Weird science: You'll need a bigger boat
Wed Jun 24, 5:07 pm ET Of sharks and sinkholes
We didn't think it was possible, but sharks just got even scarier. A study published in the Journal of Zoology found that sharks don't attack prey randomly — they stalk them, like serial killers. (Shudder.) Neil Hammerschlag, who co-wrote the study, told AP about infamous sharks that attacked near South Africa's famous Seal Island:
They were focused. They stalked from a usual base of operations, 100 yards from their victims. It was close enough to see their prey, but not close enough to be seen and scare off their victims. They attacked when the lights were low. They liked their victims young and alone. They tried to attack when no other sharks were around to compete. They learned from previous kills.
In case you missed BBC's extraordinary documentary "Planet Earth," here's a video of a great white shark chomping on a seal... in midair.
Now that you fear going in the water, how about a reason to worry about the banks surrounding it? There may be up to 3,000 sinkholes surrounding Israel's famed Dead Sea, and they're spreading. Fiver years ago, geologist Eli Raz was swallowed up by a 30-foot pit (it took a search party 14 hours to find him), and now he's trying to map all of the known holes. Just to get a mental picture of what we're talking about, AP explains:
These underground craters can open up in an instant, sucking in whatever lies above and leaving the surrounding area looking like an earthquake zone....
Large sections of the coast are fenced off and signposted in Hebrew and English: "danger, open pits" and "sinkhole area ahead." But it's too expensive to inspect every place for danger. Just two months ago an Israeli hiker wandered into an area that had no warning signs and was critically injured when he fell into a sinkhole.
We should add that Dead Sea sinkholes don't swallow up humans very often, so there are plenty of reasons to visit the lowest point on Earth and indulge in the coveted mineral mud. Just be careful where you step.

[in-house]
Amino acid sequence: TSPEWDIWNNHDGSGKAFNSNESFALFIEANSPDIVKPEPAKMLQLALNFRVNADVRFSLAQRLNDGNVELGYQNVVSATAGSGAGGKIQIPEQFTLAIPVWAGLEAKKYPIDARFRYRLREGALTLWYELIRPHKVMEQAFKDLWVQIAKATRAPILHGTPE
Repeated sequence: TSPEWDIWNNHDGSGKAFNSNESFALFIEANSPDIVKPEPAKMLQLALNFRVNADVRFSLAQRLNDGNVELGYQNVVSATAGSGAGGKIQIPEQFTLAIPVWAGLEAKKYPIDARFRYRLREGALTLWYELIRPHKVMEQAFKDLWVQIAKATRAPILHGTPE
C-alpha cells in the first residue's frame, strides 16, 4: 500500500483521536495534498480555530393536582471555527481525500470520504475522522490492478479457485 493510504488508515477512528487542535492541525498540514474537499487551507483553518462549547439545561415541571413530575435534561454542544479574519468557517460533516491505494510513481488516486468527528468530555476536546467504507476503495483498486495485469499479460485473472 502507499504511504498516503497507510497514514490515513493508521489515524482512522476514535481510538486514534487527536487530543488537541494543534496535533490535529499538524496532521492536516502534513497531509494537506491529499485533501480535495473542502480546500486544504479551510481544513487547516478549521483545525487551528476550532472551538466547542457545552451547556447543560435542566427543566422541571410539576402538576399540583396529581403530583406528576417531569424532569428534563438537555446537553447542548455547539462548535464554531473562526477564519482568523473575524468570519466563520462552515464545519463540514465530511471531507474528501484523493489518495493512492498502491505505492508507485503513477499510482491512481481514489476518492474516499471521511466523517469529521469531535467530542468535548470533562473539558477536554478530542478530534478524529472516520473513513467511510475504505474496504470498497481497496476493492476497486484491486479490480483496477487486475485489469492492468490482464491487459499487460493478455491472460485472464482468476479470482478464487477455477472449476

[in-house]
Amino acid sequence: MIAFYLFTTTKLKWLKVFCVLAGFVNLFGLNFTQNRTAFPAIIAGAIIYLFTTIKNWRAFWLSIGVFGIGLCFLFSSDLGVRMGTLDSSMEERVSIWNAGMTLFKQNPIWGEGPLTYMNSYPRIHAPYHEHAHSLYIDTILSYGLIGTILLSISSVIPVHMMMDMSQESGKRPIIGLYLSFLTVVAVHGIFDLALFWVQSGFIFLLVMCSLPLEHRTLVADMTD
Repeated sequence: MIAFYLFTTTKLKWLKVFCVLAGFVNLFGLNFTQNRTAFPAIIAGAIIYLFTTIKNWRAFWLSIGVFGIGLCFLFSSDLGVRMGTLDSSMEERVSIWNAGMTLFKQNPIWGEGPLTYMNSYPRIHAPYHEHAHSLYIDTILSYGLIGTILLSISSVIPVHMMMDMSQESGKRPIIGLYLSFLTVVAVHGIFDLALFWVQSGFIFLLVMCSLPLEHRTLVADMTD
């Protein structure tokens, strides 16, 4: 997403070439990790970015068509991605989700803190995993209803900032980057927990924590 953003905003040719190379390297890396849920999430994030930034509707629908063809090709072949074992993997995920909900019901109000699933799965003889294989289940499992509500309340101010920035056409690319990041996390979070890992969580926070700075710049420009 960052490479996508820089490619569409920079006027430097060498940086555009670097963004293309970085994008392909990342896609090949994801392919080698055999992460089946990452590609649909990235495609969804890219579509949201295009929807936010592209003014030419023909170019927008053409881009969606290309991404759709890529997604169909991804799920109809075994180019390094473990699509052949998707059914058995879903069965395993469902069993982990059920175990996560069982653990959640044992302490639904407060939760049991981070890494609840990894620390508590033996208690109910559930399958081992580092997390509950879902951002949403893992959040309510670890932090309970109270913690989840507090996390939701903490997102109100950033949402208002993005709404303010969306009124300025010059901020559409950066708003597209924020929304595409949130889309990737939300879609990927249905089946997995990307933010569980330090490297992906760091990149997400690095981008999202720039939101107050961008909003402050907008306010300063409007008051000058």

Listening to your body
If you're one of those people who think that the pain in your leg is a terminal illness instead of a charlie horse, The Wall Street Journal has some helpful clues about what your body may be telling you... and what you should ignore. Some of the more surprising warning signs:
Other signs seem to make no logical biological sense: Eyebrows that no longer extend over the corners of the eyes can indicate an underactive thyroid, and a diagonal crease in the earlobe seems to herald a heightened risk of heart attack.
Think hypnosis can make people cluck like chickens? Scientists say they have the brain scans showing how hypnosis works, at least when it comes to paralyzing someone's hand. The bottom line, according the small study: One part of the brain interrupts the other part of your brain that would tell the hand to move. Dr. Yann Cojan, who wrote the study, explained to AP:
The precuneus is involved in mental imagery and memory about oneself. Cojan suggests it was brimming with the metaphors the participants had heard from the hypnotist: Your hand is very heavy, it is stuck on the table, etc. So, he said, it might have been telling the motor cortex, "Oh, but your hand is too heavy, you can't move your hand."
A loss for science
Dr. Jerri Nielson FitzGerald, who once performed a biopsy on herself after discovering a lump in her breast, has died at 57. In 1999, FitzGerald diagnosed her own cancer when she was the only doctor at the National Science Foundation's Amundsen-Scott South Pole Station in winter. As if more drama were needed, the Air National Guard staged a daring rescue at 58 degrees below zero. FitzGerald's cancer eventually went into remission, but returned in 2005. FitzGerald sent an email to her parents soon after discovering her cancer:
"More and more as I am here and see what life really is, I understand that it is not when or how you die but how and if you truly were ever alive."
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